“We have a choice to make, and we’re left with these two.”
We’ve done it. In what can only serve as a stark reminder as to why the Founding Fathers feared democracy, we’ve selected Hillary Clinton and Donald Trump as our presidential nominees for the 2016 election.
There are more than 300 million people in this country, and this was the best we could do? One candidate is a Saturday Night Live skit somehow becoming horribly real, and the other is Nixon in lipstick. I cannot remember another time that the political process has ever sunk as collectively low as this, but we certainly have now. For those who have been screaming at one or both of the presidents we’ve had for the past 16 years, suddenly Bush and Obama aren’t looking so bad – are they?
Yes, I get it – your candidate is not as bad as the other. But come on, aren’t you a little tired of both campaigns taking the same position: “As bad as our nominee is, yours is so much worse, and here’s why…” Let’s just acknowledge that we blew it, that both parties fell asleep at the wheel, and when they woke up, all the good candidates who didn’t get selected were at home shaking their heads in disbelief and all the potentially good candidates who chose not to subject themselves to this nightmare of a process were at home patting themselves on the back.
But it doesn’t matter. We have a choice to make, and we’re left with these two. Solomon himself would struggle to find a good answer. But there are no “do-overs,” and come Nov. 8, we will elect one of these two candidates as the 45th
president of the United States.
So rather than continue to lament our self-imposed options or trade barbs about their flaws, let’s look forward. While I hate to do it, because our president should motivate and inspire, let’s drop the bar to the point where one of them might be able to jump it. How about we try to determine which candidate could possibly get us through the next four years without plummeting us into a war, a recession or the Dark Ages of civil liberties? Which candidate has the experience and temperament to at least keep us at the status quo for 1,461 days until the 2020 election?
If we make it through the next four years, perhaps we will have learned our lesson and will nominate candidates who can focus on the future, lead us into peace and prosperity, and bring our nation together in the vision shared in the past by leaders like John F. Kennedy, Martin Luther King and Ronald Reagan. Let’s find a candidate who would rather build space rockets than walls; who believes all Americans should be treated equally, regardless of race or gender; who is more concerned about reducing the prison population than becoming a part of it; and perhaps most important, who already believes that America is great and can become greater.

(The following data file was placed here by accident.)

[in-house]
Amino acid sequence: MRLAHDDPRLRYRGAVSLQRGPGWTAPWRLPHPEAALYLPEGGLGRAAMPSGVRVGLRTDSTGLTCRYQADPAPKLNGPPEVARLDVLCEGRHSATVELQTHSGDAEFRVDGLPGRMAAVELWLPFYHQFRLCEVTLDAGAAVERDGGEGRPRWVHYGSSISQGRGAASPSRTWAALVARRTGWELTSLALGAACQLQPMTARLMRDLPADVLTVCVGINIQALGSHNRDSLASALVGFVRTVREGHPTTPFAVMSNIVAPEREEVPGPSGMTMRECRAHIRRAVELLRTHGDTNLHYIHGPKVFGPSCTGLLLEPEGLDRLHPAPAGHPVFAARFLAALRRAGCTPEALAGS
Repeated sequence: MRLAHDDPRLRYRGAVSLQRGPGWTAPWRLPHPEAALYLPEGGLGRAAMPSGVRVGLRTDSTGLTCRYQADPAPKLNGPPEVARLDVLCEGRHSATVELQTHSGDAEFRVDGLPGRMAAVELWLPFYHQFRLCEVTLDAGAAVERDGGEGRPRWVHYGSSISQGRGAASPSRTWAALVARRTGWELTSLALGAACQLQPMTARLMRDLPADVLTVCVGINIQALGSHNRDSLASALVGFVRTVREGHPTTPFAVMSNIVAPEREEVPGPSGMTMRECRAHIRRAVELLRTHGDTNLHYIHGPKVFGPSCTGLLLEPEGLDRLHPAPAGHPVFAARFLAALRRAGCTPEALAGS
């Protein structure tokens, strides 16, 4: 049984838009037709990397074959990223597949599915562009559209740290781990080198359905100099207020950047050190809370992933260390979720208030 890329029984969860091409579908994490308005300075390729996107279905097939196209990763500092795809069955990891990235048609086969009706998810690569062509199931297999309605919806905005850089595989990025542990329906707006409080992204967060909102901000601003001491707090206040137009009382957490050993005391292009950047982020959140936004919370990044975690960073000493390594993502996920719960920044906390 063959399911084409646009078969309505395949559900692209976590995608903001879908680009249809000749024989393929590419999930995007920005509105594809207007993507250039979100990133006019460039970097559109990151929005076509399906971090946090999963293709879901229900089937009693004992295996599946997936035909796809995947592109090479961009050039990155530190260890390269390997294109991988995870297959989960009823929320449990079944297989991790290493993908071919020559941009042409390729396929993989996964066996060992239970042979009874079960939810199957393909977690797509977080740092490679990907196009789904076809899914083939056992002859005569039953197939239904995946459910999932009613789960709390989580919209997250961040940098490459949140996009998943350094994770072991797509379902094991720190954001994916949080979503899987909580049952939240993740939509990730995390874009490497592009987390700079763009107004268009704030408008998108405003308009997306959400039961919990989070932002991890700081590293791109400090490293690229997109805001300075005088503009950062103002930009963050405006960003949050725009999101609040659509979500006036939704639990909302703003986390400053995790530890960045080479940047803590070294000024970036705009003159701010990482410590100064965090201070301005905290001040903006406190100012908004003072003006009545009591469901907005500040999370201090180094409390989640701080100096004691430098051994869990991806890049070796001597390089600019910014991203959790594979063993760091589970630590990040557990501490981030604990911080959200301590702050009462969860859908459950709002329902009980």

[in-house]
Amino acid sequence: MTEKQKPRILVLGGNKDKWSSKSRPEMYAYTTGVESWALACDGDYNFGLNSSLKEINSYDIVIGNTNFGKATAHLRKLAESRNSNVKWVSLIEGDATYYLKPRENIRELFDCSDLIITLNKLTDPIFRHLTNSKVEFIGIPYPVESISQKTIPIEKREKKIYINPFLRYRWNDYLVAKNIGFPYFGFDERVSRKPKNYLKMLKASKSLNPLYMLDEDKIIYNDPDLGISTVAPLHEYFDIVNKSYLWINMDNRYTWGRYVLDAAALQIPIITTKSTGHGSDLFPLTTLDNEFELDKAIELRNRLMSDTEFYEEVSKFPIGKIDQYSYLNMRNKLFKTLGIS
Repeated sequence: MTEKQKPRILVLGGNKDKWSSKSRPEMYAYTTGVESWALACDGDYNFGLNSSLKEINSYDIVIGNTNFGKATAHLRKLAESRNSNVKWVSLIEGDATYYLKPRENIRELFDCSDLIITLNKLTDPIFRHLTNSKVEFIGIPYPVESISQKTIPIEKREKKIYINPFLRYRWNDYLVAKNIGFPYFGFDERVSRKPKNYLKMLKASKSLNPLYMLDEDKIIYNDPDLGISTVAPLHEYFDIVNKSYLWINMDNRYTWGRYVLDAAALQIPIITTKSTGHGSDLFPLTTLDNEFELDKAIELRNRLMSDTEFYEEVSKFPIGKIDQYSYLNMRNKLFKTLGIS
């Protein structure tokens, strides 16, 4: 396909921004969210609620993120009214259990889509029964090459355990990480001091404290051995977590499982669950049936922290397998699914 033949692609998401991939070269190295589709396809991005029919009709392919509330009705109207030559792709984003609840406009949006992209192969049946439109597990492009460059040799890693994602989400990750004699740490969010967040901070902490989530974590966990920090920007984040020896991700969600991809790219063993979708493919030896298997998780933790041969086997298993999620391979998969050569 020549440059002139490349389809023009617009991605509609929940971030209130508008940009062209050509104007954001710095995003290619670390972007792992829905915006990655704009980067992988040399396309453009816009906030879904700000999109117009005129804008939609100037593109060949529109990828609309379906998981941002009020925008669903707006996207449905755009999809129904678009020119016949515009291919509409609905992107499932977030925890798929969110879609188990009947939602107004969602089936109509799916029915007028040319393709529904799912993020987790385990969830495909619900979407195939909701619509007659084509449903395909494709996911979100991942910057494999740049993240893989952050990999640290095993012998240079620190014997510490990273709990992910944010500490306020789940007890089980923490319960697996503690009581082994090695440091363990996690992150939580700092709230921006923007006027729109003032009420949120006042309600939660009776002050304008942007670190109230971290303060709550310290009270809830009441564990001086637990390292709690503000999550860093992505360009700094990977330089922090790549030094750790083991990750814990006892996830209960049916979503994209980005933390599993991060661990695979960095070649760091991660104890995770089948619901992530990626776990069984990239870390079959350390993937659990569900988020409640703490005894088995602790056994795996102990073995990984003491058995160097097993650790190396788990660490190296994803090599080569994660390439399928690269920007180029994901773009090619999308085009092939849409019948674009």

Let’s nominate two candidates who we can fully support, not because they’re not as bad as the other guy, but because they have unquestioned character, unquestioned love for this country and its people and ideas and policies that you support. Let’s have spirited, honest, passionate debate between two people, between two parties (and maybe, by then, a third) about how to make us an even better nation. Let’s agree right here, right now, that this election is the low point in American presidential politics and that we deserve better, that we will have better. Let’s take responsibility for the choices we have made to date, learn a hard and painful lesson and work hard to ensure we don’t blow it again.
In the meantime, we have a choice to make. Let’s hope in the next few months that either Trump or Clinton steps up, takes the high road and gives Americans what we so desperately want – someone to vote for, not against.